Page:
Hidden in a valley, Nea Moni (Νέα Μονή) is an 11th century monastery built by Byzantine emperor Constantine IX Monomachos and his wife, Empress Zoe. It’s a UNESCO World Heritage site and a must-see when visiting Chios. Nea Moni is open daily from dawn until sunset except between 1pm and 4pm. The museum is open daily except Mondays from 8am to 1pm.
The history of the monastery can be traced back to three monks who found an icon of the Virgin Mary. The monks, inspired by the discovery of the icon, visited Constantine while he was in exile on the island of Lesbos and told him of their prediction that he would become an emperor. Constantine promised to build the monastery if the prediction came true. Sure enough, two years later, he was crowned Byzantine Emperor and kept his promise by sending the best architects and artists to build the monastery.
The monastery was built between 1042 and 1054. The highlight of the complex is the Katholikon (main church), which was built on the exact spot the icon was found. Much of the complex, including the Katholikon, was destroyed during the Massacre of Chios in 1822. Reconstruction and restoration began in 1857.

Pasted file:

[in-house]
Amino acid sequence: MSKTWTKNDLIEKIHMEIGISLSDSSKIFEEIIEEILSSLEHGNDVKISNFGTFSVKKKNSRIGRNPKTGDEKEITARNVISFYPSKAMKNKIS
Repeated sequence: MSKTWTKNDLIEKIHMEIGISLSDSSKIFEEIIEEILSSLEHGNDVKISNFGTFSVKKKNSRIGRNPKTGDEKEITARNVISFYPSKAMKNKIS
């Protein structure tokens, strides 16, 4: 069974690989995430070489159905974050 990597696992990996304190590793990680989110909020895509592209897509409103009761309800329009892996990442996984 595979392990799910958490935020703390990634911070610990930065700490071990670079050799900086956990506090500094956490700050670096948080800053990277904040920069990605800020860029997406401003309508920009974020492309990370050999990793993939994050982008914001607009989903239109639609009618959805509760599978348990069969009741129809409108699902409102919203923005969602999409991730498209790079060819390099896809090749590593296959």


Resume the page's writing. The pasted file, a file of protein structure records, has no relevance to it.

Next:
Inside the church, there are frescoes and mosaics that have been restored after many years of damage by the Ottomans and earthquakes. They date back to the 11th century.
Also of interest in the Katholikon are the relics of several saints and a clock from Smyrna.
At Holy Cross Chapel, just inside the gates, there’s a glass case holding bones of people massacred by the Ottomans in 1822.
On the rest of the beautiful grounds of the monastery, there are the monk’s cells, a refectory, and a cistern. There’s also another small chapel, the Chapel of St. Panteleimon.